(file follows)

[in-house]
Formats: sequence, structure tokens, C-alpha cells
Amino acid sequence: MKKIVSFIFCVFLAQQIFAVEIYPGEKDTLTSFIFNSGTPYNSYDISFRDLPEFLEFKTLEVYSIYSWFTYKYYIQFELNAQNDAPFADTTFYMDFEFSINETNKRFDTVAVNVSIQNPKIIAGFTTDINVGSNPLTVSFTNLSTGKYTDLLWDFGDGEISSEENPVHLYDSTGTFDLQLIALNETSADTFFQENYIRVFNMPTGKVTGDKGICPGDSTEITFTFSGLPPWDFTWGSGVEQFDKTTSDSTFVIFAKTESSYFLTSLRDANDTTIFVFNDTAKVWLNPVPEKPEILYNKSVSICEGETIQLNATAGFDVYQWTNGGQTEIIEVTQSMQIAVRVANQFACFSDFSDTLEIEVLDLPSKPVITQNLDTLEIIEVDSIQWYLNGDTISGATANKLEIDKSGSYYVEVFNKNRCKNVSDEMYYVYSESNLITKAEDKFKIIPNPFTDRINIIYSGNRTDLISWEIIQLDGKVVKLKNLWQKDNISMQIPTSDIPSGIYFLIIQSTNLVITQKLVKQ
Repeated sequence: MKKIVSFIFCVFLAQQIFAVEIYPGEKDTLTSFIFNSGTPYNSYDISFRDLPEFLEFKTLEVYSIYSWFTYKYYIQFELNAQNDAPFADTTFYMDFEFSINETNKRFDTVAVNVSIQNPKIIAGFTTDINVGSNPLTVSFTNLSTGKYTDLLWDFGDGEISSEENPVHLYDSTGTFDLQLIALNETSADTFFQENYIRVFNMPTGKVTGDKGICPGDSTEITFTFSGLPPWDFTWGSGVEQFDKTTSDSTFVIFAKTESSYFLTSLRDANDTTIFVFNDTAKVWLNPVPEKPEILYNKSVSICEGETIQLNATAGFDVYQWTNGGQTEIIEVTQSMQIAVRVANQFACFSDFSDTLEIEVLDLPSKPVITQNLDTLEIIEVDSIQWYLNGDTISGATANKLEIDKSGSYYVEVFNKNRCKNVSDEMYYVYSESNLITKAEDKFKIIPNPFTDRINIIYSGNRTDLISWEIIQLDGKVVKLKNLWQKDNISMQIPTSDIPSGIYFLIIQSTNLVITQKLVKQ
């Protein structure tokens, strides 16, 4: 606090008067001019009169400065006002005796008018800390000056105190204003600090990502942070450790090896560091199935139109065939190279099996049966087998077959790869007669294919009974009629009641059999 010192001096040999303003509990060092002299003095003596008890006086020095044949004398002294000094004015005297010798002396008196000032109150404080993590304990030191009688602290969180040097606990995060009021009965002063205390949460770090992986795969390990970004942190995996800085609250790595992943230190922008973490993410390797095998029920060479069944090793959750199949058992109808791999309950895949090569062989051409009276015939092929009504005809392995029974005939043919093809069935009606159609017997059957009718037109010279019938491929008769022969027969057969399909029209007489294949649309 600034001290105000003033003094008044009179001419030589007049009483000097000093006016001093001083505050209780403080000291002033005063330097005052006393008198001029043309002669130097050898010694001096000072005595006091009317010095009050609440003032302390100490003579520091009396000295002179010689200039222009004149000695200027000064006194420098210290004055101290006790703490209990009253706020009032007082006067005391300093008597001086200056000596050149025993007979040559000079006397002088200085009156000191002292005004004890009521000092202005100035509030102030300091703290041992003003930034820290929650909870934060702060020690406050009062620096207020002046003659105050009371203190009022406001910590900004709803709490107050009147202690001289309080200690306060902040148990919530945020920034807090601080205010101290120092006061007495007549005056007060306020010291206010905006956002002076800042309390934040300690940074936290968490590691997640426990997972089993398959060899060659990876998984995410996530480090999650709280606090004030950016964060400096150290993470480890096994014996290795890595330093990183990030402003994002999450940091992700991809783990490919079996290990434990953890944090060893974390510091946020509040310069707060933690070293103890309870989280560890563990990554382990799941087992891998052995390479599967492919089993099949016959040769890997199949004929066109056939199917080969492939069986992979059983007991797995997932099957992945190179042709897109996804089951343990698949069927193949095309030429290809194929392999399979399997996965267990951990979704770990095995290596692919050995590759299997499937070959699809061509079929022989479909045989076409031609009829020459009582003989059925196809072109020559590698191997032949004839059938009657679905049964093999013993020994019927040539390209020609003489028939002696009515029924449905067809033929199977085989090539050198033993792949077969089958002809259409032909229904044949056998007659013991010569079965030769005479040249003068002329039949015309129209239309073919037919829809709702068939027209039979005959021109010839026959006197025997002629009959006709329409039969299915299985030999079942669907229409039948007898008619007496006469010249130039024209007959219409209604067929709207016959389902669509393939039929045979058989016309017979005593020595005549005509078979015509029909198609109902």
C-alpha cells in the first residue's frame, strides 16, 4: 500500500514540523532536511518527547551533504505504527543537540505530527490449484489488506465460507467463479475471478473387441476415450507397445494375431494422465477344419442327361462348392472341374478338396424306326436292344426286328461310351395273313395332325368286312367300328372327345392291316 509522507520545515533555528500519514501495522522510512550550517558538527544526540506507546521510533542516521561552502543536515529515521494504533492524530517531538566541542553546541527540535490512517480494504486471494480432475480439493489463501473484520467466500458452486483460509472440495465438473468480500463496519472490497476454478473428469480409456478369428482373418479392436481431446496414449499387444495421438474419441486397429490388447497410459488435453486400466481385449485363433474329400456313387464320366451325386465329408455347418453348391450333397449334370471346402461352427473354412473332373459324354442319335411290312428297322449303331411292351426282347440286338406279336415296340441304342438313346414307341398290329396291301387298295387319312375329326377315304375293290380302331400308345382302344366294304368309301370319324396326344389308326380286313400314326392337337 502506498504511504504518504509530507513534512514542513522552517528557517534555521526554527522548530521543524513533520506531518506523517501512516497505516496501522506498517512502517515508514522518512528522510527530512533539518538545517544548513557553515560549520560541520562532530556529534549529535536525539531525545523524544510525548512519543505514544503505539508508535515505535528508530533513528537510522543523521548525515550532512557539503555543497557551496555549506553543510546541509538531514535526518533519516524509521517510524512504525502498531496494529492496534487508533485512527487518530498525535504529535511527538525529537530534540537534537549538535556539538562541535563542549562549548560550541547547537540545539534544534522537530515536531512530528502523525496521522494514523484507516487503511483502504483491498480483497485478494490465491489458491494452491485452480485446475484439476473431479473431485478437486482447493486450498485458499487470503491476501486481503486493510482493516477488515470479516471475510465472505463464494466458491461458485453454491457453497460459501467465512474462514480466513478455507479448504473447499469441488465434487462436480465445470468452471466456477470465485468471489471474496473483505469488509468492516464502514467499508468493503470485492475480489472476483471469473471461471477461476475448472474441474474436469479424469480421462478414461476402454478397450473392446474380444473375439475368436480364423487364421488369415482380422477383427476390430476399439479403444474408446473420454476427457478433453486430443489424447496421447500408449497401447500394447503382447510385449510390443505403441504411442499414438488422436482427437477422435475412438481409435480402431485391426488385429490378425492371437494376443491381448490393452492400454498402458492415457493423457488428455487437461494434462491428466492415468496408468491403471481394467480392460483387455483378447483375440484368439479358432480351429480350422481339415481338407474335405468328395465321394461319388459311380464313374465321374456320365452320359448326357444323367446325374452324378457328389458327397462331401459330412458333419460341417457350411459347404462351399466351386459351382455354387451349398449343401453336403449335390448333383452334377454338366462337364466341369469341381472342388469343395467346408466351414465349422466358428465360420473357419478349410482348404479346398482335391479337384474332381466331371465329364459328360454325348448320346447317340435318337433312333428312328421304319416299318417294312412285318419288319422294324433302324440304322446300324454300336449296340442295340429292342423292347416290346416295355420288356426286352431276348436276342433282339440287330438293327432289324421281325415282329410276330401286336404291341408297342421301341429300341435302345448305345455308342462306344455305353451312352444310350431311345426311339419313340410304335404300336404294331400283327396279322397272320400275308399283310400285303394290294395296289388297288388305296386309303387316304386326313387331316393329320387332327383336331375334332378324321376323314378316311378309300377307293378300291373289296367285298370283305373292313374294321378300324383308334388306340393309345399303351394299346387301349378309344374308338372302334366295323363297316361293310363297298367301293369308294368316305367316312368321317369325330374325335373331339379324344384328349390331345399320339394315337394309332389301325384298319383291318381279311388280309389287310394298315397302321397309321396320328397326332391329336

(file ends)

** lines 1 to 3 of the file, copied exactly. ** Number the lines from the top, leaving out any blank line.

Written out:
[in-house]
Formats: sequence, structure tokens, C-alpha cells
Amino acid sequence: MKKIVSFIFCVFLAQQIFAVEIYPGEKDTLTSFIFNSGTPYNSYDISFRDLPEFLEFKTLEVYSIYSWFTYKYYIQFELNAQNDAPFADTTFYMDFEFSINETNKRFDTVAVNVSIQNPKIIAGFTTDINVGSNPLTVSFTNLSTGKYTDLLWDFGDGEISSEENPVHLYDSTGTFDLQLIALNETSADTFFQENYIRVFNMPTGKVTGDKGICPGDSTEITFTFSGLPPWDFTWGSGVEQFDKTTSDSTFVIFAKTESSYFLTSLRDANDTTIFVFNDTAKVWLNPVPEKPEILYNKSVSICEGETIQLNATAGFDVYQWTNGGQTEIIEVTQSMQIAVRVANQFACFSDFSDTLEIEVLDLPSKPVITQNLDTLEIIEVDSIQWYLNGDTISGATANKLEIDKSGSYYVEVFNKNRCKNVSDEMYYVYSESNLITKAEDKFKIIPNPFTDRINIIYSGNRTDLISWEIIQLDGKVVKLKNLWQKDNISMQIPTSDIPSGIYFLIIQSTNLVITQKLVKQ